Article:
Boardman Bikes' Road Comp offers a lot for under £700
- 'Sorted' frame geometry and ride
- Looks great
- Tyres in the wet
Product:Boardman Road Comp
Price as reviewed:£699.99
Boardman bikes need no introduction, although I think this may be the first time I’ve actually tested one in earnest. Like most people, I’ve only ever heard good things about the products — the blend of sensible geometry, tube shapes, spec, and pricing seeming able to tick almost everyone’s boxes.
One thing I would never have said about Boardman bikes, though, is that they broke new ground in terms of appearance. But with the Road Comp I take that back. It looks absolutely stunning. The finish is officially called fluid platinum, and combined with the rather cool decals, it is visually amazing. No matter how it rides, Boardman has already won the best-looking bike here.
Get away from the blinging colour, though, and there’s more to be impressed by. There’s a splosh of through-frame cable routing for the rear brake. There’s a nice selection of rounded tubes (I wince in anticipation every time I see square-edged tubes on an aluminium frame). And particular highlights in terms of aesthetics are the areas where tubes meet: the junctions at the head tube and seat tube top are as fine a bit of bike building as you’ll find on a mass-produced aluminium cycle.
Ready for anything
But enough ogling. If the Merida settles into its stride when you hit a hill, the Boardman seems eager to please from the off. The frame is a lively little number, urging to push on at speed from the start. It’s very responsive too, both in terms of direction changes and reacting to effort input. On smooth and flat surfaces it’s as cool as you like, but even over less impressive surfaces it feels more forgiving than the Merida Ride 90.
Hit a hill, though, and things change just a little. The Boardman’s 28t rear sprocket is big, but it doesn’t offer quite as much ‘sit and spin’ potential on the steepest stuff that the Merida’s 32t does. That’s possibly more noticeable because the rest of the bike is so eager and you feel you should be pushing on, while the Merida seems suited to sitting up and spinning. It goes to show the tooth fairy isn’t the only one who has to pay for lost teeth.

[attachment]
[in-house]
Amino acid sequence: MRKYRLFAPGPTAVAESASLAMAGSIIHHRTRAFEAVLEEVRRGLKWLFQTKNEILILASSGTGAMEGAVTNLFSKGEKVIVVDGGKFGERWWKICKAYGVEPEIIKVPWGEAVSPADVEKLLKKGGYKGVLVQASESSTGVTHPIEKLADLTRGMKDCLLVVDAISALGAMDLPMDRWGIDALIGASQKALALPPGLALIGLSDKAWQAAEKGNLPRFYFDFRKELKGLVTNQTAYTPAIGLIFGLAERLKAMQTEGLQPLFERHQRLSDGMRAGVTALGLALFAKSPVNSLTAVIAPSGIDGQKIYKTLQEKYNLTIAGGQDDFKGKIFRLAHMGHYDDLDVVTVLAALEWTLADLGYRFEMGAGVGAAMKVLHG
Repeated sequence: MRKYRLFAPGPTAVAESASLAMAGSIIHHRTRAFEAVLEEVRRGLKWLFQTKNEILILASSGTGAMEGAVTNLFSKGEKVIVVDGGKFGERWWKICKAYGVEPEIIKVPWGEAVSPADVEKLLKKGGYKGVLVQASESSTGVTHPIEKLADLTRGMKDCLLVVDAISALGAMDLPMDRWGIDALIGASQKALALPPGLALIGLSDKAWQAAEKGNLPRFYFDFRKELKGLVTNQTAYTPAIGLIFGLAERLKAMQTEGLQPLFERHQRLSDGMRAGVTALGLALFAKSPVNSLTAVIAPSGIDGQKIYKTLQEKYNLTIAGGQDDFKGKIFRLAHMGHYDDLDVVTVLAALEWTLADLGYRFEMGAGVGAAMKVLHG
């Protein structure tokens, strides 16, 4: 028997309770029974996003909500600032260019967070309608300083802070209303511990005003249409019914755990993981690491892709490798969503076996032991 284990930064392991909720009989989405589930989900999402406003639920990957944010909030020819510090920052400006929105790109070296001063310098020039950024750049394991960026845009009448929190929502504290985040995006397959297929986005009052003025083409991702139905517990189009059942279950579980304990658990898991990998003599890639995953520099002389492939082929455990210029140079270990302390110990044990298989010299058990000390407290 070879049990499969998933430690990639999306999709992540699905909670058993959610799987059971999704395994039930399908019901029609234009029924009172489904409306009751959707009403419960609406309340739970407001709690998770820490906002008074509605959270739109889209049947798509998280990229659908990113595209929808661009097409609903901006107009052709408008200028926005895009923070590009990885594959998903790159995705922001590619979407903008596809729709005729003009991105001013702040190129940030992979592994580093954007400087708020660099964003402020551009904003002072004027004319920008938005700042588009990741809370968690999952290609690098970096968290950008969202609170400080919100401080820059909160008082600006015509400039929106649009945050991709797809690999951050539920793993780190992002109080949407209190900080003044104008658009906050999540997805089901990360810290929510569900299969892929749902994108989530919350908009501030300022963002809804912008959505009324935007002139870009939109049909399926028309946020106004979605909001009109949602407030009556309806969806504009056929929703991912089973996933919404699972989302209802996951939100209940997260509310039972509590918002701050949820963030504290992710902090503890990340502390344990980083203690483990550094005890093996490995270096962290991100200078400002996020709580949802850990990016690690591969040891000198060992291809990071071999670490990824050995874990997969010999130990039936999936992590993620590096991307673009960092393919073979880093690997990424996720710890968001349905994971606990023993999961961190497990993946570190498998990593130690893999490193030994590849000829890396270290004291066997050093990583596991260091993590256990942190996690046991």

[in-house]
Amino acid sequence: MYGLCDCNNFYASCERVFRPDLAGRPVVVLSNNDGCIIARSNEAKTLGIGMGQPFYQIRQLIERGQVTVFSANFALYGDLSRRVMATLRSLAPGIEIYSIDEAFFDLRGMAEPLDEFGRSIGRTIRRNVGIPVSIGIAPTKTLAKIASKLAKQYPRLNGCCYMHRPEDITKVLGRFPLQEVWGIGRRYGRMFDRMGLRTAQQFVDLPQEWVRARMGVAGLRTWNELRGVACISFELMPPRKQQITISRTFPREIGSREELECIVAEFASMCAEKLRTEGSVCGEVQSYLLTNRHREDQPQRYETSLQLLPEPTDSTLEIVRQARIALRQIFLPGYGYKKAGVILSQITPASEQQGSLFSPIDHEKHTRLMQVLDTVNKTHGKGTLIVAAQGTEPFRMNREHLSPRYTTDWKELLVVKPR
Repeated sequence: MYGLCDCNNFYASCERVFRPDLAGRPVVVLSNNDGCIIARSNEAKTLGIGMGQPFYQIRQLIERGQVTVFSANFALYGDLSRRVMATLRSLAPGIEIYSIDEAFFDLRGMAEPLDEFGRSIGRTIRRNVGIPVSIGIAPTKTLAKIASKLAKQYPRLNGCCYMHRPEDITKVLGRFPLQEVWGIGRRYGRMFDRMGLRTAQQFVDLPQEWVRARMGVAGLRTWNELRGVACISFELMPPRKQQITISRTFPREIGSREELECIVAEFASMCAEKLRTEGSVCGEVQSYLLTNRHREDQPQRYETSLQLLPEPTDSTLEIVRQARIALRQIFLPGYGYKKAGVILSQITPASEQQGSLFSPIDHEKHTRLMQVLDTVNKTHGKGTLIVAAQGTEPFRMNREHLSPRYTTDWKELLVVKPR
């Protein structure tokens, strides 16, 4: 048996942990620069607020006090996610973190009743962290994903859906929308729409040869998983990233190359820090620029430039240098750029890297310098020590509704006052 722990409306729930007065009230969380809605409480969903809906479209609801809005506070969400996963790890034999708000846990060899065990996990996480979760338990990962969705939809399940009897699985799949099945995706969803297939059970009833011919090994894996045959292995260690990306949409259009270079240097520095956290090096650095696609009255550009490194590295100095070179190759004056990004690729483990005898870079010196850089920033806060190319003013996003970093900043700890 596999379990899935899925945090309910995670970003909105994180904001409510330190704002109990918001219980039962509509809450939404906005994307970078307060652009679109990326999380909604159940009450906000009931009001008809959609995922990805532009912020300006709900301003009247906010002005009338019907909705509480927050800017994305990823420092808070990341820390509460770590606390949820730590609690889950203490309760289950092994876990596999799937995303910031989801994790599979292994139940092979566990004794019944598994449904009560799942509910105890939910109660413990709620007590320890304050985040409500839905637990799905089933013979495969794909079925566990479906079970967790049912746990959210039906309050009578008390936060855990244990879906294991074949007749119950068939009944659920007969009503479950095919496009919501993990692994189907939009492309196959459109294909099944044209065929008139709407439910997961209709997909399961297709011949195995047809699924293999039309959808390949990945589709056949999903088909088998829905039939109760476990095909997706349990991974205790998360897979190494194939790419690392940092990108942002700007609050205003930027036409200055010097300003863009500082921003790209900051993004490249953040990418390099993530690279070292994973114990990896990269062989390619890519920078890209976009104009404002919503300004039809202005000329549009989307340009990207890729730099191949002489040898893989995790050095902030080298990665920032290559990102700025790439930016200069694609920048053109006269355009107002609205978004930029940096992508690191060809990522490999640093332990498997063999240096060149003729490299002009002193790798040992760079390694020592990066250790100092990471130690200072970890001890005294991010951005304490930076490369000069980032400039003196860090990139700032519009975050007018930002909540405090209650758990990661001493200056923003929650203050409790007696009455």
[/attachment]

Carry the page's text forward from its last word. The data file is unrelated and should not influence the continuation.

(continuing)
That climbing confusion wasn’t helped by the Vittoria Zaffiro tyres. I tested all these bikes on cool, damp — but not raining — days, with a little bit of road moisture under the treeline. While the Merida’s Continental tyres didn’t miss a beat, the Vittorias span out and lost traction. Meanwhile the total weight of 9.7kg isn’t a problem, but it’s not exactly anything to write home about either.
Show and go
However, let’s not focus too much on those complaints, because the rest of the bike lives up to the incredible visuals. The Sora nine-speed gearset is more plush than the Claris, and you get an extra sprocket at the back to play with. The Tektro brakes are a jump ahead of the stoppers specced on the Merida, meaning you can really get your head down without worry when the road drops. Indeed, the overall feeling of the bike is one of being happy at speed.
This is a grown-up bike — it is going to appeal to people who have been riding for years, not just newbies. There’s enough ability in the frame for experienced riders to really test their bike control skills and push a little further than perhaps the Merida would allow. In fact, don’t look at the price and assume this will be a fine winter or second bike — it’s a fine bike for all year round.